Birding at Scioto Trail State ForestChillicothe, Ohio
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Scioto Trail State Forest
144 Lake Rd, Chillicothe, OH 45601
DeLorme Page Number and Coordinates
(7th Edition and earlier) Page 78 B/C-2
Nearest Town or City
Less than 10 miles south of Chillicothe and north of Waverly, Ohio.
Directions from Nearest Town or City
The entrance is well signed along US Rt. 23 between Chillicothe and Waverly. The east side of the forest can be reached from Rt. 35 by crossing the Scioto River on Higby Road (consult maps).
About Scioto Trail State Forest
At 9390 acres (and an additional 250 acres of State Park land), Scioto Trail is far smaller than the Shawnee and Zaleski State Forests. Its location, however, makes it a top site in Ohio for both birds and birders. The forest was named after the Scioto Trail, an historic trading route established by native Americans from between present day Portsmouth on the Ohio River and Chillicothe. Today US Rte. 23 follows that trail. STSF lies east of Route 23 in a large bend of the Scioto River at the northern edge of the unglaciated plateau. Migrants moving up the Scioto River in the spring can be found in denser concentrations in this bend of the river than at other large state forests in Ohio. Its location along Rt. 23 also makes it a convenient drive from the north, less than an hour’s drive from I-270 in Columbus.
Like all of Ohio’s large state forests, STSF offers ridge habitat and bottomlands along river courses. A birding trip there should sample both. A suggested birding route would be to start at the fire tower at the entrance to the forest and slowly bird your way along the North Ridge (FR2). The North Ridge offers a good sample of many resident songbirds and can have large concentrations of migrants, especially early in the morning from late April through mid-May. When reaching the intersection of the paved FR1, head east to the parking lot for the bridle trail. A walk down the bridle trail along the Stony Creek starting on the north side of the parking area offers a good sample of a different variety of birds. The stream crossing is usually possible with ankle high boots. More bottomland habitat can be explored further west along FR1 by parking in one of the lots near Caldwell Lake and walking around the area. Allow for a full morning to cover those areas in spring. The South Ridge (FR6) is usually not as productive as the North Ridge, but nesting Pine Warblers can be found at a few spots in the western end. Hatfield Road (FR5) can be interesting, but unfortunately that road has been closed recently.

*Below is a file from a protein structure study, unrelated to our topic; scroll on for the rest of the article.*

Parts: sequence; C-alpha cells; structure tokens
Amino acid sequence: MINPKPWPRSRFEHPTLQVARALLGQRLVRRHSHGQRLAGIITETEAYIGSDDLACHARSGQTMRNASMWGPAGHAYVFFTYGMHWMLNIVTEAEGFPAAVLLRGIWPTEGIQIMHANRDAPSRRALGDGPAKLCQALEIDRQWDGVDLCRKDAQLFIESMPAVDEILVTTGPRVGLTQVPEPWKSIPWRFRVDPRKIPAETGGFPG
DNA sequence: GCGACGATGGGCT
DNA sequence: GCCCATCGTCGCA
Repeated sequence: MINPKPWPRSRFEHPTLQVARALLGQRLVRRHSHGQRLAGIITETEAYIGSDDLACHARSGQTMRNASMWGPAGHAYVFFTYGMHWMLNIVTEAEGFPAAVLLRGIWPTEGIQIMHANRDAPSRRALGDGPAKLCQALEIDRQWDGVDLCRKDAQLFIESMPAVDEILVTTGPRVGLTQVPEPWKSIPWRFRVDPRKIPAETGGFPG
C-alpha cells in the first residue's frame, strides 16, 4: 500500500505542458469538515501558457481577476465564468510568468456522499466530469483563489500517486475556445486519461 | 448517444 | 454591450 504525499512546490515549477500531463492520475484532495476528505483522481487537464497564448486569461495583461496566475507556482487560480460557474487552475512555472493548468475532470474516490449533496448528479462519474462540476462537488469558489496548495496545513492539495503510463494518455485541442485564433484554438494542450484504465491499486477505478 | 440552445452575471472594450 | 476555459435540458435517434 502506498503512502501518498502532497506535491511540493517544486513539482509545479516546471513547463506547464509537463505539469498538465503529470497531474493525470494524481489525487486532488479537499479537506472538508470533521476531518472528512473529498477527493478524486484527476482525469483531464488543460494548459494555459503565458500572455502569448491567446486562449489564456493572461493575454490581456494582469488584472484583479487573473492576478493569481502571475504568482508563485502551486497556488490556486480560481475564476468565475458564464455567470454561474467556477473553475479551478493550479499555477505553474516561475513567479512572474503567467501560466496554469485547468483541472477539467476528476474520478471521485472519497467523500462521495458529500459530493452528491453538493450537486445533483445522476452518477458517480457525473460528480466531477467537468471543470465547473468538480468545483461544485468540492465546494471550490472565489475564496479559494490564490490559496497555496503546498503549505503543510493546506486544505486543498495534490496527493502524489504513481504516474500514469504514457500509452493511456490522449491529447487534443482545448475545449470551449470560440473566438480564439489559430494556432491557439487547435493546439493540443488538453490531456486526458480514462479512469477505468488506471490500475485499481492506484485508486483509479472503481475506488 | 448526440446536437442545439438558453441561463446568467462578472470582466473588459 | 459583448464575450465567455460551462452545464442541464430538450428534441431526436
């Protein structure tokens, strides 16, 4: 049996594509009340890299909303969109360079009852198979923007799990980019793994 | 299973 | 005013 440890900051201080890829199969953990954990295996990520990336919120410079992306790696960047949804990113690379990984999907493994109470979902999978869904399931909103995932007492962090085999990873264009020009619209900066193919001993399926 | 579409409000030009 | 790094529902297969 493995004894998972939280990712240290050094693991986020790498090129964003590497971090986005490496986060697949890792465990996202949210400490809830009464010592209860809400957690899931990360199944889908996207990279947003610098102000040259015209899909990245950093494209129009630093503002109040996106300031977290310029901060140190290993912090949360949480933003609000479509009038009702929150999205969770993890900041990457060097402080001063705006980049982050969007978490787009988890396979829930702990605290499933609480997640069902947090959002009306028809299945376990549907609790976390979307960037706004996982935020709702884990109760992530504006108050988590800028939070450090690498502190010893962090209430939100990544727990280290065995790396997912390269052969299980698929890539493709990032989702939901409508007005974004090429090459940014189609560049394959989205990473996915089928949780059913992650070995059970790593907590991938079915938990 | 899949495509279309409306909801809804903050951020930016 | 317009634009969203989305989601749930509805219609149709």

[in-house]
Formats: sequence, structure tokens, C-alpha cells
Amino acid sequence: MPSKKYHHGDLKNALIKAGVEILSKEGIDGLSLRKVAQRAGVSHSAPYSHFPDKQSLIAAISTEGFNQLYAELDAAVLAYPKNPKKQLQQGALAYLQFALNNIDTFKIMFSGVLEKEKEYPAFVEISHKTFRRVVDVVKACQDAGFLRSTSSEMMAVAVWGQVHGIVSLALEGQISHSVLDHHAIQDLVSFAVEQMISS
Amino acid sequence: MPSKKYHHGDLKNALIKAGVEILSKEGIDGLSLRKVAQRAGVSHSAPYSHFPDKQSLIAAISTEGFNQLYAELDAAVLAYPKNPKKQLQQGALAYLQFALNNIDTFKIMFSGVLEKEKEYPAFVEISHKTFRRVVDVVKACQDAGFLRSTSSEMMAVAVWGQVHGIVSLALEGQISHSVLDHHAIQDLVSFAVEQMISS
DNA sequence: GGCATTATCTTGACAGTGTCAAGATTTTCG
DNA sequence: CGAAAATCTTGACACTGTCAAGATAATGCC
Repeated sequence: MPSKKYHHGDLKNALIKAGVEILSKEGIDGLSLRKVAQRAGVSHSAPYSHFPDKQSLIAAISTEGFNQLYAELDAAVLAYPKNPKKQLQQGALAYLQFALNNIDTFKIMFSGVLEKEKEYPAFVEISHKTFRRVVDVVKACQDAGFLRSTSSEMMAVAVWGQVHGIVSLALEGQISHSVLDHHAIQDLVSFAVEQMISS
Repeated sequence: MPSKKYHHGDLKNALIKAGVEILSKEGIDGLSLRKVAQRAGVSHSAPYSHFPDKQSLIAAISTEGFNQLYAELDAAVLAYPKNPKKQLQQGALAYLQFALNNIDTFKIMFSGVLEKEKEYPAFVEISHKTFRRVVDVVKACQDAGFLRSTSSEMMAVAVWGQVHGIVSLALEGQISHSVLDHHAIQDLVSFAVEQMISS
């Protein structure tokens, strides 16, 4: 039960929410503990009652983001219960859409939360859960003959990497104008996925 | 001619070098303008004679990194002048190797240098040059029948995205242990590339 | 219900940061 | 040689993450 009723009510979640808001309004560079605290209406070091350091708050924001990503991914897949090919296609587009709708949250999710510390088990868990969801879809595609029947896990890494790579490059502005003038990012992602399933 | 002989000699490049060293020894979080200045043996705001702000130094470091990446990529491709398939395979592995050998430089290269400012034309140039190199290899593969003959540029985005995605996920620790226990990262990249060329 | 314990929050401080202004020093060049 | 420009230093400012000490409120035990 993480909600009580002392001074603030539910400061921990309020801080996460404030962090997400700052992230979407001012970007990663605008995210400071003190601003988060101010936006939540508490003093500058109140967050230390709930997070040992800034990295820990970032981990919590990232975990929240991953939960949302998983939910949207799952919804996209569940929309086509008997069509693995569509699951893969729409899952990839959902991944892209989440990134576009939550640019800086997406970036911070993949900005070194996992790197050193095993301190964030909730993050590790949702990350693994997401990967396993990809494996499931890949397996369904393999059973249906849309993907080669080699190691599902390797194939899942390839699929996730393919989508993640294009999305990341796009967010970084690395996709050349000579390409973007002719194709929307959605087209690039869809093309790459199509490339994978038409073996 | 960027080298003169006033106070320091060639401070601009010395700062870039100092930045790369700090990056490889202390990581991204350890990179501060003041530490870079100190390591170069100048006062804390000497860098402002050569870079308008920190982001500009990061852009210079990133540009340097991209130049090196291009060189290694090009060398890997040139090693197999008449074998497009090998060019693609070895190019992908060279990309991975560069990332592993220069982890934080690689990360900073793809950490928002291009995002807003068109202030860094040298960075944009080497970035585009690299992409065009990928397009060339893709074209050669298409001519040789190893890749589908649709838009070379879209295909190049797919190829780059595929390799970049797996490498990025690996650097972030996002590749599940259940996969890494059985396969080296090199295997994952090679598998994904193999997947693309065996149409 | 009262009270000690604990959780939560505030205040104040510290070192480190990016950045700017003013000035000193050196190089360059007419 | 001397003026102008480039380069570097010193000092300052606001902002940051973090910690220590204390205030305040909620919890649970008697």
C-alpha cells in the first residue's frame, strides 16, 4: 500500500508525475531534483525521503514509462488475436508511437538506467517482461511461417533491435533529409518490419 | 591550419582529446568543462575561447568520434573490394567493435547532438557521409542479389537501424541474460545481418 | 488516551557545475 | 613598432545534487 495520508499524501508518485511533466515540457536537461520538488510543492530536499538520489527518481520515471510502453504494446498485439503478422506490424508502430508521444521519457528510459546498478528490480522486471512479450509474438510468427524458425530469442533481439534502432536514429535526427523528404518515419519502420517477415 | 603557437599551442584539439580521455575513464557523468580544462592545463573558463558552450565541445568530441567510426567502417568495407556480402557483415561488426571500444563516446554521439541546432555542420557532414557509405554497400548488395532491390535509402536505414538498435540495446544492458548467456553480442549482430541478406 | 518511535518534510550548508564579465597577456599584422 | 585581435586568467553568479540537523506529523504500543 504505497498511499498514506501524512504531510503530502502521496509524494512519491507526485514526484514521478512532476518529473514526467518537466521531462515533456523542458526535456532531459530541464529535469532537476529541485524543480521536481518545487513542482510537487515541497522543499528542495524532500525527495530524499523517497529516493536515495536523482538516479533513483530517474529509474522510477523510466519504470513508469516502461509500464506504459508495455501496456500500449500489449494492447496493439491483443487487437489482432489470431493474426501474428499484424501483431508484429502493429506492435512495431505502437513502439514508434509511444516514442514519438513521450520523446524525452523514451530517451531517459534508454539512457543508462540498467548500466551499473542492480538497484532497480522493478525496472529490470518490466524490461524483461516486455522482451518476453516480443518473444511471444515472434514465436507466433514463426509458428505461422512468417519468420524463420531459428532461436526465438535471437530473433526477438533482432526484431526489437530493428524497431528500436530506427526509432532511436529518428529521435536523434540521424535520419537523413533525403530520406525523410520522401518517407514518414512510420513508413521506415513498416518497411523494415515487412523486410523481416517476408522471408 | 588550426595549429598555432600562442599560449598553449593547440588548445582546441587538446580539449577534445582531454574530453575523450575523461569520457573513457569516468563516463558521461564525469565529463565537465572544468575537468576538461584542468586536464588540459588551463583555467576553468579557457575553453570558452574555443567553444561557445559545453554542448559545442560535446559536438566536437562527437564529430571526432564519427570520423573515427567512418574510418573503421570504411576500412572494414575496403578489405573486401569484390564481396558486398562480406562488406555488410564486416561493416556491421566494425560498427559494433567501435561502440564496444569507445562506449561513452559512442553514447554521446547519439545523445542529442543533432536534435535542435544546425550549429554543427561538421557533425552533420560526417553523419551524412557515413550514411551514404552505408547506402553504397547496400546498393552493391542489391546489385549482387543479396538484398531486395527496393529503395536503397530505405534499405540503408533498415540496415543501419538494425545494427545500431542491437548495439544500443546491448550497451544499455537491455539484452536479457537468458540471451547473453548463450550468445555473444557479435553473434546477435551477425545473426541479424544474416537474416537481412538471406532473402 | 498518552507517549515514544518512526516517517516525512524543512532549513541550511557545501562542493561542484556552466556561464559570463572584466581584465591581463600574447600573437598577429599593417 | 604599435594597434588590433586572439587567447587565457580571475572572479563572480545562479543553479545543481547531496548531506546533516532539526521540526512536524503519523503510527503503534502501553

Open all year during daylight hours.
Parking is possible if you pull to the side of the road anywhere along the ridges. Along the paved road in the valley, parking is allowed only in the obviously designated spots.
There is a public chemical toilet on state park land at the parking area by Stewart Lake There is also a primitive facility near the entrance to the forest by the fire tower.
Harmful Insects, Poisonous Plants, or Animals
Ticks are present in spring and summer.
Restaurants in the Area
A full range of restaurants can be found in both Chillicothe and Waverly. Closer to the forest is a general store along Rt.23 in Alma.
Other Birding Spots in the Area
For birders coming from the north, Scioto Trail State Forest can be a good place to stop in the morning before continuing further south in the spring. Shawnee State Forest is about another hour’s drive south along Rt. 23, and the Crown City Wildlife Area can be reached in about the same amount of time by continuing down Rt. 35.
Birds of Interest by Season
The full range of wintering Ohio forest birds can be found, mostly along the river courses. The gravel roads along the ridges aren’t plowed in the winter.
Spring is when STSF birding is at its peak. Nesting warblers and other passerines arrive throughout April and early May. Nesting warblers include Blue-winged, Northern Parula, Yellow-throated, Pine, Cerulean, Black-and-white, American Redstart, Worm-eating, Ovenbird, Louisiana Waterthrush, Kentucky, Common Yellowthroat, Hooded, and Yellow-breasted Chat. Among the long list of other nesting birds are Ruffed Grouse, Black-billed and Yellow-billed Cuckoos, Barred Owl (often conspicuous during the day in the early spring), Whip-poor-will, Eastern Wood-Pewee, Acadian Flycatcher, Eastern Phoebe, White-eyed, Yellow-throated, and Red-eyed Vireos, Indigo Bunting, and both Scarlet and Summer Tanagers. Migrants heading further north peak in numbers during early May. Any bird that regularly migrates through Ohio can be found, but certain arboreal warbler species congregate in vary large numbers. For example, it is possible to encounter well over 100 Tennessee Warblers during the second week of May during a morning’s drive. Nashville, Yellow-rumped, Black-throated Green, Blackburnian, Blackpoll, and Bay-breasted Warblers can also be especially numerous during peak migration periods.
The resident nesting birds can all be found, but due to the dense vegetation they are less easy to see than when they arrive in the budding vegetation in spring. Many species stop singing by early July, and are difficult to locate.
Good numbers of migrants pass through STSF in the fall also, but they can be difficult to detect as they silently move through the still dense vegetation in September and early October. Late October is a wonderful time to visit the forest to look for stragglers amidst the beautiful autumn colors.